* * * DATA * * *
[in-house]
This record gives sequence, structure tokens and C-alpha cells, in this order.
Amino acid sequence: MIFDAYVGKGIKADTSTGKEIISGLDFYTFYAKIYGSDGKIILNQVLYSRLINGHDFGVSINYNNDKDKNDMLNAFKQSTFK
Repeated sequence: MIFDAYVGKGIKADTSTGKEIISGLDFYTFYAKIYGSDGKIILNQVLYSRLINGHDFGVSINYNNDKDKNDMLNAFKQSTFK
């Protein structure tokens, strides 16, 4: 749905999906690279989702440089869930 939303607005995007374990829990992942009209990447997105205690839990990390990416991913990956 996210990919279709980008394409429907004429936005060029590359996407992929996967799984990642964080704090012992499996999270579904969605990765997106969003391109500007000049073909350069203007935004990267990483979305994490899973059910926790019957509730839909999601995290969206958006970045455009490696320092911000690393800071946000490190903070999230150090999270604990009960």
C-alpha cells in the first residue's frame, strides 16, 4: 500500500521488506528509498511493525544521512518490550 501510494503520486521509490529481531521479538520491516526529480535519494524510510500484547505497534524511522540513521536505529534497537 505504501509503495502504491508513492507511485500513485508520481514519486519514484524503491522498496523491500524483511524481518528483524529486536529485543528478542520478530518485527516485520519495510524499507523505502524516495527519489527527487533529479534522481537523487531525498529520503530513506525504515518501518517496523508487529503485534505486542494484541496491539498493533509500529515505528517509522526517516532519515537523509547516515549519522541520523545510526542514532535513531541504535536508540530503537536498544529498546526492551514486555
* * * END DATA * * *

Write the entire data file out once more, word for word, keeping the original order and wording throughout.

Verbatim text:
[in-house]
This record gives sequence, structure tokens and C-alpha cells, in this order.
Amino acid sequence: MIFDAYVGKGIKADTSTGKEIISGLDFYTFYAKIYGSDGKIILNQVLYSRLINGHDFGVSINYNNDKDKNDMLNAFKQSTFK
Repeated sequence: MIFDAYVGKGIKADTSTGKEIISGLDFYTFYAKIYGSDGKIILNQVLYSRLINGHDFGVSINYNNDKDKNDMLNAFKQSTFK
């Protein structure tokens, strides 16, 4: 749905999906690279989702440089869930 939303607005995007374990829990992942009209990447997105205690839990990390990416991913990956 996210990919279709980008394409429907004429936005060029590359996407992929996967799984990642964080704090012992499996999270579904969605990765997106969003391109500007000049073909350069203007935004990267990483979305994490899973059910926790019957509730839909999601995290969206958006970045455009490696320092911000690393800071946000490190903070999230150090999270604990009960």
C-alpha cells in the first residue's frame, strides 16, 4: 500500500521488506528509498511493525544521512518490550 501510494503520486521509490529481531521479538520491516526529480535519494524510510500484547505497534524511522540513521536505529534497537 505504501509503495502504491508513492507511485500513485508520481514519486519514484524503491522498496523491500524483511524481518528483524529486536529485543528478542520478530518485527516485520519495510524499507523505502524516495527519489527527487533529479534522481537523487531525498529520503530513506525504515518501518517496523508487529503485534505486542494484541496491539498493533509500529515505528517509522526517516532519515537523509547516515549519522541520523545510526542514532535513531541504535536508540530503537536498544529498546526492551514486555